This year marks 10 & 9 decades after Amber Dubois and Chelsea King vanished from their North County San Diego neighborhoods. Large-scale search efforts were launched after their abductions, and the local community rallied behind them.
Sadly, they were neither discovered alive, despite the hopes of their relatives, friends, and total strangers.
Although the two young girls had never met in person, they were connected in death when it was found that John Gardner, the guy who had kidnapped them and killed them, was also responsible.
These solemn anniversaries remind us of young lives lost, but they also serve as an opportunity to acknowledge how society has changed.
The parents of Amber and Chelsea have done a variety of things to preserve the identities and recollections of their daughters such that San Diego and the rest of the world would never forget them.
In 2010, Amber’s mom Carrie McGonigle participated in searching for both abducted children and adults, utilizing search and rescue dogs as a way to memorialize her daughter.
What Happened In 2011?
In Northern California, in 2011, Carrie and her dog found the remains of a regional student nurse. You go, mom! Carrie claimed her daughter might have exclaimed.
The “Finish Chelsea’s Run” 5K race, which Chelsea’s parents Brent and Kelly started organizing in 2011, collects funds for the Chelsea’s Light Foundation, which awards grants to high school seniors planning to attend college. The 2019 race is set on March 2.
The Kings also supported Chelsea’s Law in California, which strengthened surveillance of sex offenders and toughened penalties for sexual offenses.
Tyler King, Chelsea’s brother, produced a documentary titled “Chelsea’s Light: A Brother’s Journey” in 2014 to pay tribute to his sister’s memory.
The News 8 videos that follow provide a reminder of the strength of a united community.
On February 13, 2009, while attending school in the Escondido community of North County San Diego, 14-year-old Amber Dubois vanished.
Adrienne Moore of News 8 provided updates on the search and rescue operations and the parents of the missing teen five days later.
Amber Dubois’ relatives, friends, and the neighborhood gathered for a candlelight vigil one week when she vanished as she made her way to Escondido High School.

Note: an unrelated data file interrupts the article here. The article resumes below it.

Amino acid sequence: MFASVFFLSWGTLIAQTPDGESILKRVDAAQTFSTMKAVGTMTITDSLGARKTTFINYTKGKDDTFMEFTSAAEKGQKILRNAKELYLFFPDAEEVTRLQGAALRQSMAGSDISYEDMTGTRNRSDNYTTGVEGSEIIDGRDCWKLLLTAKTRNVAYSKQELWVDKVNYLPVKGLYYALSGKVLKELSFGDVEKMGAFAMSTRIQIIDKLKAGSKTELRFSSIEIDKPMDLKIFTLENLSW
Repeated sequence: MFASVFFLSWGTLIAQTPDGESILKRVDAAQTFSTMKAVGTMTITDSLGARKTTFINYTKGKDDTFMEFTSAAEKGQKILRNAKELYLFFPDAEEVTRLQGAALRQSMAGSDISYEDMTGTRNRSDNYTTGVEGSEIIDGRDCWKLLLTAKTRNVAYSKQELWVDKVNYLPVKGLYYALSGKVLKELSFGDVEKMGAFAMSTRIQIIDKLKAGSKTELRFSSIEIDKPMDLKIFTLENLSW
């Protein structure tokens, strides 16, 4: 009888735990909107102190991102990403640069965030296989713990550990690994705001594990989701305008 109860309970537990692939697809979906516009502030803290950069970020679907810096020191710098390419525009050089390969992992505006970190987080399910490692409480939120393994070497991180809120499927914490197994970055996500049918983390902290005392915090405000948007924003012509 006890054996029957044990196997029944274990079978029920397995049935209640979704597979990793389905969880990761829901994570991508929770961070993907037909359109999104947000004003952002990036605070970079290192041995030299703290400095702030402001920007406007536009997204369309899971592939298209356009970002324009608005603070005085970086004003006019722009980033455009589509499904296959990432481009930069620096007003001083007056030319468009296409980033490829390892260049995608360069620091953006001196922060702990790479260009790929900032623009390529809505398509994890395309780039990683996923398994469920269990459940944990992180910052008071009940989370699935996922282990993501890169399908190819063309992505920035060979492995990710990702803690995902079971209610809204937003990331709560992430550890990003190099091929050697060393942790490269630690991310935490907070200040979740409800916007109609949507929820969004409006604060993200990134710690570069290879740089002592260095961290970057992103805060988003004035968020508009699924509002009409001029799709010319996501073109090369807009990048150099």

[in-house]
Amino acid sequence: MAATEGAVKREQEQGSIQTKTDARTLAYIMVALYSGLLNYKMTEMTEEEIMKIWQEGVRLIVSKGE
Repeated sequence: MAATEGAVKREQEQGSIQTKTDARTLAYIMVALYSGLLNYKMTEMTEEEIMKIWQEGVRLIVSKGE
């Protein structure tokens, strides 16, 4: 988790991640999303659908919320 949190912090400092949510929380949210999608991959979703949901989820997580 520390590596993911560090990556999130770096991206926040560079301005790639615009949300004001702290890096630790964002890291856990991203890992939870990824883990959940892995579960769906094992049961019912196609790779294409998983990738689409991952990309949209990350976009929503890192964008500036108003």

News 8’s 200 people attended the vigil, featuring her parents and classmates discussing Amber’s passion for reading and horses. Jeff Zevely observed the event.
If another North County adolescent suddenly disappeared just a few miles from where Amber was last seen, it had been just over a year since Amber had vanished.
What Happened on 25th Of February 2010?
On February 25, 2010, while running at Rancho Bernardo Community Park, 17-year-old Chelsea King vanished.
While Adrienne Moore of News 8 reported the efforts to locate Chelsea in a region close to Lake Hodges, the hunt for the Poway High School student was on its sixth day.
On 9 March 2010, a week after Chelsea King’s body had been discovered, the man eventually convicted of the kidnapping and deaths of Chelsea King and Amber Dubois made his first appearance in a San Diego courtroom.
News 8’s John Gardner was the subject of Phil Blauer’s reporting while he was held accountable for Chelsea’s murder and then Amber’s death.
The inquiries into Chelsea and Amber’s tragic deaths involved a number of additional details.
There are numerous further stories from News 8 about the court cases involving John Gardner, but they will not be included in this article.
Rather, we want to draw attention to how the girls’ families, friends, and communities have helped preserve their memories.
How Many Runners Were Attracted By Chelsea Honor Race?
A race in Chelsea’s honor attracted more than 6,000 runners to Balboa Park on March 5, 2011, one year after she was kidnapped and killed.
News 8’s Adrienne Moore covered the yearly “Finish Chelsea’s Run” event, which is both moving and motivational.
During 2018, Amber’s mother, Carrie McGonigle, worked with two rescues and searched dogs to find two lost teenagers.
Team Amber Rescue has participated in numerous searches for missing persons throughout the years, from children to adults.
Carrie founded the charity in memory of her daughter, and she even gave one of their canines the identity of the young woman whose career was sadly cut short.
Reporter Marcella Lee from News 8 covered the hunt and the impact Carrie was having on the neighborhood.